Epstein, 36, moved to Israel from Argentina three years ago with her physician husband, Gabi, and their two young children. They spent seven months in Ra'anana's absorption center before moving to a rented apartment near the city center. In her native country, Epstein had been an art teacher at university level; here she works part time at the Ra'anana Arts Center.
She is immensely proud of her three exhibitions during her short time in Israel, the most recent just a few months ago at the Jerusalem Theater. Entitled "Expectations," the exhibition showed seven of her paintings, designed as a series to flow from one to the other. Each painting is designed and named after one of the seven blessings traditional in a Jewish home - happiness, health, fertility, and so on.
"We come from a Zionist Jewish background, and I loved the idea of these blessings accompanying us from the beginning of our journey," she says. "I very much look at the artist as a conscience who reflects society, and in my work I try to portray that graphically."
Her next exhibition will bring Epstein full circle - this summer, she is retur
ning to Argentina to show her works there.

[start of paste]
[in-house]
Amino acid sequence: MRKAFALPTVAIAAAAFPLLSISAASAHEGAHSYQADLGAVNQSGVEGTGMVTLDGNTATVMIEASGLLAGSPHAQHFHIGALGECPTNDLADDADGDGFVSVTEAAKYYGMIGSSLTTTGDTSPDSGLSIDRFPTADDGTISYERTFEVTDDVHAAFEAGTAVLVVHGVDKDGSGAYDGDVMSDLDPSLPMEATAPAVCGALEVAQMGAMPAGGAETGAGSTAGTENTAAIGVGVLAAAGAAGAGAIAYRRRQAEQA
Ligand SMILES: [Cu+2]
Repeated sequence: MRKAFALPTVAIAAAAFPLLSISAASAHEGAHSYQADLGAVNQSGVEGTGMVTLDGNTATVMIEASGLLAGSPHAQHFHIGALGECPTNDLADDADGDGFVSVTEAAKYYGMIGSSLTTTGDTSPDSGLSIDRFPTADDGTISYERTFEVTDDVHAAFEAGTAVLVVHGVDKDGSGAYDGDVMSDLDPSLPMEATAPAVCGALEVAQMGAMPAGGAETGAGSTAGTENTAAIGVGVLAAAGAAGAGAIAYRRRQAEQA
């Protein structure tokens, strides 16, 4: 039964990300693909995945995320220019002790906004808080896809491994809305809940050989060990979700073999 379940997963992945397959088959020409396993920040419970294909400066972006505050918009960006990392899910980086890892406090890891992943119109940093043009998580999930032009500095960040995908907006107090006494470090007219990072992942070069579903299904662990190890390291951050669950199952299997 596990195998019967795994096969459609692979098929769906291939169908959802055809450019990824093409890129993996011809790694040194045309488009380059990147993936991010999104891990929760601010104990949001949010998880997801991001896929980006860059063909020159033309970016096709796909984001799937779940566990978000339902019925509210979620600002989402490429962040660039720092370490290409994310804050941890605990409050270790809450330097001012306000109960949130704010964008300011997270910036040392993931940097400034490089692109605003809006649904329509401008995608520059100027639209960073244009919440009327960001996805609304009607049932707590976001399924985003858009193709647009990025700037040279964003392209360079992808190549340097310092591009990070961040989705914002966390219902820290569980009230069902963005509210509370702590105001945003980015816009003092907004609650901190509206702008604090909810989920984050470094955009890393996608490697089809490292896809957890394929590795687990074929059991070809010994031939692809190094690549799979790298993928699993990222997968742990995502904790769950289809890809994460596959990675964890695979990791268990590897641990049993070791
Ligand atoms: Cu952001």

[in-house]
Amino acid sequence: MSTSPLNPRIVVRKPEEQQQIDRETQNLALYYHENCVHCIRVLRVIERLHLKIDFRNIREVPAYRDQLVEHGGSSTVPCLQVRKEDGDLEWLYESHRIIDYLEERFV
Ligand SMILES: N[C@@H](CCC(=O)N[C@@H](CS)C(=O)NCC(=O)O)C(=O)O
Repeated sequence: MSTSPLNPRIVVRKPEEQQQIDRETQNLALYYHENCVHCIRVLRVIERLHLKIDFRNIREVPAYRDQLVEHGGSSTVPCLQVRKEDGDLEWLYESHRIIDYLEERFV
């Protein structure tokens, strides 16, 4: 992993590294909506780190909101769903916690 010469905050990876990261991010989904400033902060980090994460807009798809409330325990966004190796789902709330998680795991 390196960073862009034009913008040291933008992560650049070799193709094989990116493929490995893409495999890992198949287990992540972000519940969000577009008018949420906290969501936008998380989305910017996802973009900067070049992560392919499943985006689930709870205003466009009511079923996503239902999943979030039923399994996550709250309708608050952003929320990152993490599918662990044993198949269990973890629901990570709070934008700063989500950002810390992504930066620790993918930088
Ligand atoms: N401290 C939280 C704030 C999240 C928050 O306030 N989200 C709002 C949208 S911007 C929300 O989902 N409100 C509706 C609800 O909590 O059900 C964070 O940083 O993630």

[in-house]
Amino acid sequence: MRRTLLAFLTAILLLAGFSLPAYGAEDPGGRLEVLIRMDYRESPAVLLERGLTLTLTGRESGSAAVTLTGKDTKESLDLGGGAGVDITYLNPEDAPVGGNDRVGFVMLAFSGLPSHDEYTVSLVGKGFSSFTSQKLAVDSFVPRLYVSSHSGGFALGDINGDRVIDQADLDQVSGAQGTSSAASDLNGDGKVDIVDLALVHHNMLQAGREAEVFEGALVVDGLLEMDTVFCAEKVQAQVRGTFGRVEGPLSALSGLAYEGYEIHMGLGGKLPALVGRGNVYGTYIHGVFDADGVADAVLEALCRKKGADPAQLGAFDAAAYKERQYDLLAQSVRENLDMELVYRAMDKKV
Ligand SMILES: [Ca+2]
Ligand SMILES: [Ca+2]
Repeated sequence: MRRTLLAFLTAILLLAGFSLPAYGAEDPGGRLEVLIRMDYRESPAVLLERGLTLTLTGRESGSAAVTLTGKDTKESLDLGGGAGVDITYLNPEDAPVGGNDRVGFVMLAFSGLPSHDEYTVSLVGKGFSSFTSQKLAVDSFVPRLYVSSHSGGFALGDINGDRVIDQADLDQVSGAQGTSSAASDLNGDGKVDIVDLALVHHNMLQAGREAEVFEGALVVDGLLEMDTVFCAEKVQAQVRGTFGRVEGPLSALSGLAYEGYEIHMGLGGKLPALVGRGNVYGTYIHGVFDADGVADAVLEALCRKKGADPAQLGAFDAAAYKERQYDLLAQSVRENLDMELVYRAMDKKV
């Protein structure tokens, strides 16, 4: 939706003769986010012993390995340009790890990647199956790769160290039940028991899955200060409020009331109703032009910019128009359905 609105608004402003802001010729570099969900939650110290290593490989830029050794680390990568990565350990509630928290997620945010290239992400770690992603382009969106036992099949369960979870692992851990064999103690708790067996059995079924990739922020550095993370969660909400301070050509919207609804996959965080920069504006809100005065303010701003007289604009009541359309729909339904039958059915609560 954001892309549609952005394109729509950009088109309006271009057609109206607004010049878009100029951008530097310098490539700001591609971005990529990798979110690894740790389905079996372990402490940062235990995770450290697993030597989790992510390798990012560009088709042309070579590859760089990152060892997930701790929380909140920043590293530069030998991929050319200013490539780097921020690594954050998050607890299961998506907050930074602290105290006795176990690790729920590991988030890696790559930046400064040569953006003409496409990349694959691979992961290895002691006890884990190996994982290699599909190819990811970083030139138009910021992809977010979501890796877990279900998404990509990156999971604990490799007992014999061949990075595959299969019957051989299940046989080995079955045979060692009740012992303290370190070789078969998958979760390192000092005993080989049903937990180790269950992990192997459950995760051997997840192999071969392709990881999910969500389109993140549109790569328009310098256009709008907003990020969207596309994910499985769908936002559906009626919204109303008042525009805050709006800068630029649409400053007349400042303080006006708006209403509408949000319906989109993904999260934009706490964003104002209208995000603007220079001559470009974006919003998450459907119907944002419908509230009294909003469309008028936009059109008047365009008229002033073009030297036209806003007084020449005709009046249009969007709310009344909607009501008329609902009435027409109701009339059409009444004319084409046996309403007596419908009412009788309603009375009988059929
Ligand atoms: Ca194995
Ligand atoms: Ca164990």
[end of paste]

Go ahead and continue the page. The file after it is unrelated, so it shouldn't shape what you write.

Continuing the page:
Combining pottery with weaving might sound like a mismatch, but Revital Davidson is mastering both. At 25 - and looking more like 15 - Davidson is one of just 13 pottery students worldwide who have earned a place at a prestigious two-month course in Japan this coming summer. A student at Jerusalem's Bezalel Academy of Art and Design, Davidson is delighted at the honor.
"It's very exciting to win this - I didn't think I had a chance," she says.
Davidson grew up in Ra'anana. She says that while she was always interested in art, she had not tried her hand at pottery until she was 21. It was then that she happened across a ceramics exhibition in Ra'anana with a creative corner where children were allowed to try using a pottery wheel.